Believe the hype: the stereo remasters sound *much* better than the tinny 1987 CDs and deserve to be The Beatles' new audio standard. However, these are not remixes like 1999's Yellow Submarine Songtrack or Love -- and that is a missed opportunity. Hence my four- but not five-star rating.
PROS: Ringo's drums and Paul's bass shine on all tracks. Bottom end was lacking on the pre-REVOLVER albums but is restored here. The bass and drums sound gloriously warm and rounded. On the other end, details in the harmonies and high-hat leap out of the stereo mix like never before. The remasters give the music depth and dimension. The albums that benefit the most are BEATLES FOR SALE, HELP!, ABBEY ROAD and LET IT BE.
CONS: The hard two-channel stereo (instruments on one side, vocals on the other) mixes mar PLEASE PLEASE ME, WITH THE BEATLES and certain tracks on other albums (i.e. Nowhere Man, Paperback Writer). The result leaves a sonic hole in the middle of the stereo picture that's large enough for a jumbo jet to fly through. (John Lennon rightfully called the Revolution stereo mix an "ice cream s*** sandwich.") The cleaner sound only draws more attention to this brutal stereo separation and begs the question: Why didn't they remix? Even the mixes from 1976's vinyl compilation, ROCK 'N' ROLL MUSIC, sound better.
What follows is a quick album-by-album critique and rating out of 5 stars, based on listening on Sennheiser headphones:
PLEASE PLEASE ME (2/5 stars)
WITH THE BEATLES (2/5 stars)
As noted, the primitive stereo separation cancels out the gains made in the new warmth and detail of the remasters. Listening to these albums on headphone is a headache, and on speakers confusing (vocals in one corner of the room, all instruments way over there). It would've been more sensible to include BOTH the stereo and mono mixes on each disc. With each album clocking in around 35 minutes, there's certainly room.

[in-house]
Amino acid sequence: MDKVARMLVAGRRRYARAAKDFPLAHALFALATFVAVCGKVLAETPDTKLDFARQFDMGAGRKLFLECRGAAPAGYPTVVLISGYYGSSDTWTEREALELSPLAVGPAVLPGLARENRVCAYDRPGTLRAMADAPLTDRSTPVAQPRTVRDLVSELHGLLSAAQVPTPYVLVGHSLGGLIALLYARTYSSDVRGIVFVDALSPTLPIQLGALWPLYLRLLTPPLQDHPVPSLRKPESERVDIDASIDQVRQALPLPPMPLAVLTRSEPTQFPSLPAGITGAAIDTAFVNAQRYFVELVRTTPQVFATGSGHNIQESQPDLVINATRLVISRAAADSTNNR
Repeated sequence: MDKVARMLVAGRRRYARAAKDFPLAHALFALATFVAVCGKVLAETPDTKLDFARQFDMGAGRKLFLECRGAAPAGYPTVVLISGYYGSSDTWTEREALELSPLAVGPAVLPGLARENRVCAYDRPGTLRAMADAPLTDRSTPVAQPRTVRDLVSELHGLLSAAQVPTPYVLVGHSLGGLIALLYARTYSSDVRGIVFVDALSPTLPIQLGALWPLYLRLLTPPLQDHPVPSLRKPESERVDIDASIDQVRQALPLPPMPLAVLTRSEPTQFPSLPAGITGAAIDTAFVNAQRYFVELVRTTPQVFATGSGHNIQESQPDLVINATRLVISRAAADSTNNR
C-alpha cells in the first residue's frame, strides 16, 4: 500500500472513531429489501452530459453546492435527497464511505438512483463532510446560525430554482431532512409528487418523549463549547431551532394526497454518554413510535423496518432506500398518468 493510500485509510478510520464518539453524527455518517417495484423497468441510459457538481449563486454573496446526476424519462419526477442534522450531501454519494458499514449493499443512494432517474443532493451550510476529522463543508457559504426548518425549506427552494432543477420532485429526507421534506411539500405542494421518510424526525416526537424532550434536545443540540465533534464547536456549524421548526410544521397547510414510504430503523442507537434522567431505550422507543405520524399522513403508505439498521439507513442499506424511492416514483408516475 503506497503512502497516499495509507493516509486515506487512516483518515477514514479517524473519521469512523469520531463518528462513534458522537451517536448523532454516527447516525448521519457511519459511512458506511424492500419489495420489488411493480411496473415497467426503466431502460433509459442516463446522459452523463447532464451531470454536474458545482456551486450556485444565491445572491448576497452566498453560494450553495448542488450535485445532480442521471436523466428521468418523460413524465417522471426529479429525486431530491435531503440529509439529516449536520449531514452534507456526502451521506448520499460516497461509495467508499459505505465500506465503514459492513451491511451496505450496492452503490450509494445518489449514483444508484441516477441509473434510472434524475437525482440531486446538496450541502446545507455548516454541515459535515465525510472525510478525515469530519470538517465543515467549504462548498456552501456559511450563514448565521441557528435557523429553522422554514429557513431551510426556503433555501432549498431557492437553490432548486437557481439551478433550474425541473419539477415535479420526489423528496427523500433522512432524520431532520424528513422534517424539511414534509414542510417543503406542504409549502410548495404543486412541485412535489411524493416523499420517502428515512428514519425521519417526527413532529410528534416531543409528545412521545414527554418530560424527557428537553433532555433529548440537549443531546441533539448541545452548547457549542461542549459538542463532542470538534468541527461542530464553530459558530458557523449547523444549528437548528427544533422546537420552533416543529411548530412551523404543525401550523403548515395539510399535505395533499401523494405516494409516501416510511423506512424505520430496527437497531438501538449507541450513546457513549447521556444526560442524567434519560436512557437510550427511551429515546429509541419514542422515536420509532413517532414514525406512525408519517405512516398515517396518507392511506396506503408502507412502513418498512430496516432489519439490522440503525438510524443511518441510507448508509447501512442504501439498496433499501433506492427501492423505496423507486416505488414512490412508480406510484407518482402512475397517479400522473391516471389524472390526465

A HARD DAY'S NIGHT (4/5 stars)
Warmer and brighter across the board. The stereo mix is good, though simple.
BEATLES FOR SALE (5/5 stars)
This is where the remasters really work. From the opening guitar strums of No Reply, the listener feels like he's in the same room as The Beatles. Ringo's drums are louder and clearer than ever. Paul's bass is warm, though not as ostentatious as later albums when he was mixed higher. This one surprised me.
HELP! (5/5 stars)
Surprisingly, this album is the most improved, hands-down. The title track simply roars with a newfound rhythmn section. I always preferred the mono vinyl mix of Ticket To Tide, but this stereo remaster makes me reconsider. I love to detail in Paul's voice in Another Girl, and his acoustic guitar in Yesterday. Dizzy Miss Lizzy was an album filler, but now Lennon's vocals tear the soundscape apart. I could praise each track, but don't have the room for it. Super.
RUBBER SOUL (3/5 stars)
Oddly enough I didn't hear *that* much improvement on this beloved album. If anything, the hard stereo mix made me reach for the Yellow Submarine Songtrack (YSS) on cuts like Nowhere Man and Think For Yourself. Others like Norwegian Wood beg for a remix.
REVOLVER (4/5 stars)